In the two later volumes of the ‘Horæ’ Brown's pen took a somewhat wider range. He had, we suppose, discovered his own strength in authorship, and found that he had other things in his mind besides medicine on which he had something to say. Poetry, art, the nature and ways of dogs, human character as displayed in men and women whom he had intimately known, the scenery of his native country with its associations romantic or tender—all these come in for review, and on all of them he writes with a curiously naïve and original humour, and, as it seems to us, a singularly deep and true insight. One great charm of his writings is that, as with those of Montaigne and Charles Lamb, much of his own character is thrown into his books, and in reading them we almost feel as if we became intimately acquainted with the author. And in private he did not belie the idea which his books convey of him. Few men have in life been more generally beloved, or in death more sincerely lamented. He had a singular power of attaching both men and animals to himself, and a stranger could scarcely meet with him even once without remembering him ever afterwards with interest and affection. In society he was natural and unaffected, with pleasantry and humour ever at command, yet no one could suspect any tinge of frivolity in his character. He had read very widely, had strong opinions on many questions both in literature and philosophy, possessed great knowledge of men, and had an unfailing interest in humanity. With all the tenderness of a woman, he had a powerful manly intellect, was full of practical sense, tact, and sagacity, and found himself perfectly at home with all men of the best minds of his time who happened to come across him. Lord Jeffrey, Lord Cockburn, Mr. Thackeray, Mr. Ruskin, Mr. Henry Taylor, and Mr. Erskine of Linlathan were all happy to number themselves among his most attached friends.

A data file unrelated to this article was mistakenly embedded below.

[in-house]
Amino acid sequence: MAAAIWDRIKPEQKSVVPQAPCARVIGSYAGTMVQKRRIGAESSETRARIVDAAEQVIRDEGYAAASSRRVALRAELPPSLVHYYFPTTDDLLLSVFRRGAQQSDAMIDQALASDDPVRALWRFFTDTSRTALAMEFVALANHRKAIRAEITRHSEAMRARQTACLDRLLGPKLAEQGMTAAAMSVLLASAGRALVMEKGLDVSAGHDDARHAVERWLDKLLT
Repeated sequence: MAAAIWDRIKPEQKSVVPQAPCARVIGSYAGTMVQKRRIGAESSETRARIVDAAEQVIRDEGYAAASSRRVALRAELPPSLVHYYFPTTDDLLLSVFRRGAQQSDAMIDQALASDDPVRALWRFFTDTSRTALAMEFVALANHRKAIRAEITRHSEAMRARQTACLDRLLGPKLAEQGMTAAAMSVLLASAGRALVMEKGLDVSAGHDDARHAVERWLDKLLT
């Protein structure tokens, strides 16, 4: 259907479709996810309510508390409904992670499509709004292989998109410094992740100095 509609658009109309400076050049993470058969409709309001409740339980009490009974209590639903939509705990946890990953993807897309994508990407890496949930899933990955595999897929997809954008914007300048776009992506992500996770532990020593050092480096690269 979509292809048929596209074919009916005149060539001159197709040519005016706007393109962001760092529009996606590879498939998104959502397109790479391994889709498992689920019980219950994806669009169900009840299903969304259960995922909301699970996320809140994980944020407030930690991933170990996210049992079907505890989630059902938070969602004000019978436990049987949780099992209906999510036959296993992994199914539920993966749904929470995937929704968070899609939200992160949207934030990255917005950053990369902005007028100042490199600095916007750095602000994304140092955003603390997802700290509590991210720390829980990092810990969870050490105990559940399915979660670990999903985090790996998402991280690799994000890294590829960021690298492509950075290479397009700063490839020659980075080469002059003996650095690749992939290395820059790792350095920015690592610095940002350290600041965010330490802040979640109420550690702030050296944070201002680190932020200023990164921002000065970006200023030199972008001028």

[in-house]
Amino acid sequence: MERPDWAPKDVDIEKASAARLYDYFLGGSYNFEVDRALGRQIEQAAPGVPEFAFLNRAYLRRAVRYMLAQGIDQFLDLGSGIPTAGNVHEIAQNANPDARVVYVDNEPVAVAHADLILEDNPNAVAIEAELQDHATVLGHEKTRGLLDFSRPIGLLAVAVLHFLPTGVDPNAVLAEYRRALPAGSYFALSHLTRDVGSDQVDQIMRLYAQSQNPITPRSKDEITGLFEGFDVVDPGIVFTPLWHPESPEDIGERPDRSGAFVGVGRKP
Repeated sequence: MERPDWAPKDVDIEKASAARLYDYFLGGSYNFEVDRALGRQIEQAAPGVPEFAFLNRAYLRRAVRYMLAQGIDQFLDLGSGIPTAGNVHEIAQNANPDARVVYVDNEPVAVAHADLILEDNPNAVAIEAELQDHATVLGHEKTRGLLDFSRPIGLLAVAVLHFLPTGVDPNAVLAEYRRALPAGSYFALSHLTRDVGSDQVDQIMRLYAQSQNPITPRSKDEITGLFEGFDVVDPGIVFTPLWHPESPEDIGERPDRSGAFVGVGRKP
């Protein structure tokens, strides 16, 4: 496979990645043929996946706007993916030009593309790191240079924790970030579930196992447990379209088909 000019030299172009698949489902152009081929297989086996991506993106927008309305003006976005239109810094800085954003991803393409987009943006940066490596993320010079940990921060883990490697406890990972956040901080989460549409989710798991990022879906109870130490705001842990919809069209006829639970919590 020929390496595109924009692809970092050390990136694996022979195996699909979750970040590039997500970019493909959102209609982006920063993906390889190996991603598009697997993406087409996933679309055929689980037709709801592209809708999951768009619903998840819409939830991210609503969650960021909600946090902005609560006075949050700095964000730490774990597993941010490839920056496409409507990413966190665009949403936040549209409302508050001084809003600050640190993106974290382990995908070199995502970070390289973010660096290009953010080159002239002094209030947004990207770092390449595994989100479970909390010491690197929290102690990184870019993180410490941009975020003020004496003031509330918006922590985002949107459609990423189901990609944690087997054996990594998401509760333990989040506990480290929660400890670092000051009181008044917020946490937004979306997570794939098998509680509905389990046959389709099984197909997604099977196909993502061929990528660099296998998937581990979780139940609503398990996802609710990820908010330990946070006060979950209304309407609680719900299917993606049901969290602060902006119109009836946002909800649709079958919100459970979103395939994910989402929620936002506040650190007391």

There was a strong countervailing element of melancholy in Brown's constitution, as in most men largely endowed with humour. This, we believe, showed itself more or less even in boyhood; but in the last sixteen years of his life it became occasionally so distressing as to necessitate his entire withdrawal for a time from society, and latterly induced him to retire to a great extent from the general practice of his profession. In the last six months of his life, however, his convalescence seemed to be so complete that his friends began to hope he had finally thrown off this tendency, and during the winter immediately preceding his death all his old cheerfulness and intellectual vivacity appeared to have returned; but in the beginning of May 1882 he caught a slight cold, which deepened into a severe attack of pleurisy, and carried him off after a short illness on the 11th of that month.

The first volume of the ‘Horæ Subsecivæ’ was published in 1858, the second in 1861, and a third in 1882, only a few weeks before Brown's death. They have all gone through numerous editions both in this country and in America, while ‘Rab and his Friends’ (first published in 1859) and other papers have appeared separately in various forms, and have had an immense circulation.

[Personal knowledge.]

J. T. B.